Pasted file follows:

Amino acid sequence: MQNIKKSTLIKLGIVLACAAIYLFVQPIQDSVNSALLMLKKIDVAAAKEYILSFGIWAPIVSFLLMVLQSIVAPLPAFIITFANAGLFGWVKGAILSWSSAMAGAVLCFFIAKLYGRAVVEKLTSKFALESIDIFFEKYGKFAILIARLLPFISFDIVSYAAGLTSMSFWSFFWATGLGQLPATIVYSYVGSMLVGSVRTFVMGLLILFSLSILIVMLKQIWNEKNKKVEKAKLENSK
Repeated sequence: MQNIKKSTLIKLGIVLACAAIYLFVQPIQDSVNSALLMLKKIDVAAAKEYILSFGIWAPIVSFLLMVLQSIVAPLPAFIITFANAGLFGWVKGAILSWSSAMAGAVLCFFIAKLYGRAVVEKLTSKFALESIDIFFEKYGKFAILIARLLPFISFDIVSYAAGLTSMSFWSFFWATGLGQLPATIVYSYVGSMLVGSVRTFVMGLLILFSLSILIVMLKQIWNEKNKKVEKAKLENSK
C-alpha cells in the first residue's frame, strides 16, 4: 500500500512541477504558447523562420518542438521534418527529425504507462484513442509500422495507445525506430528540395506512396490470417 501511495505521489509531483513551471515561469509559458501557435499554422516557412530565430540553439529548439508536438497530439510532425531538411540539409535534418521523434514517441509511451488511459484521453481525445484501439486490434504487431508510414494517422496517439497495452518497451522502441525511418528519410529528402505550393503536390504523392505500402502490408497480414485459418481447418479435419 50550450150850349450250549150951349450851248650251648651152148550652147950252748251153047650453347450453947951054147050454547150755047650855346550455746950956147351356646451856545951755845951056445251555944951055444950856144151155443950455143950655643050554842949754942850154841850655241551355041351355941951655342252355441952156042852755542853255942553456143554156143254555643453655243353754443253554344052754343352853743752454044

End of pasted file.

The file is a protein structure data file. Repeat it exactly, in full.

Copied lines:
Amino acid sequence: MQNIKKSTLIKLGIVLACAAIYLFVQPIQDSVNSALLMLKKIDVAAAKEYILSFGIWAPIVSFLLMVLQSIVAPLPAFIITFANAGLFGWVKGAILSWSSAMAGAVLCFFIAKLYGRAVVEKLTSKFALESIDIFFEKYGKFAILIARLLPFISFDIVSYAAGLTSMSFWSFFWATGLGQLPATIVYSYVGSMLVGSVRTFVMGLLILFSLSILIVMLKQIWNEKNKKVEKAKLENSK
Repeated sequence: MQNIKKSTLIKLGIVLACAAIYLFVQPIQDSVNSALLMLKKIDVAAAKEYILSFGIWAPIVSFLLMVLQSIVAPLPAFIITFANAGLFGWVKGAILSWSSAMAGAVLCFFIAKLYGRAVVEKLTSKFALESIDIFFEKYGKFAILIARLLPFISFDIVSYAAGLTSMSFWSFFWATGLGQLPATIVYSYVGSMLVGSVRTFVMGLLILFSLSILIVMLKQIWNEKNKKVEKAKLENSK
C-alpha cells in the first residue's frame, strides 16, 4: 500500500512541477504558447523562420518542438521534418527529425504507462484513442509500422495507445525506430528540395506512396490470417 501511495505521489509531483513551471515561469509559458501557435499554422516557412530565430540553439529548439508536438497530439510532425531538411540539409535534418521523434514517441509511451488511459484521453481525445484501439486490434504487431508510414494517422496517439497495452518497451522502441525511418528519410529528402505550393503536390504523392505500402502490408497480414485459418481447418479435419 50550450150850349450250549150951349450851248650251648651152148550652147950252748251153047650453347450453947951054147050454547150755047650855346550455746950956147351356646451856545951755845951056445251555944951055444950856144151155443950455143950655643050554842949754942850154841850655241551355041351355941951655342252355441952156042852755542853255942553456143554156143254555643453655243353754443253554344052754343352853743752454044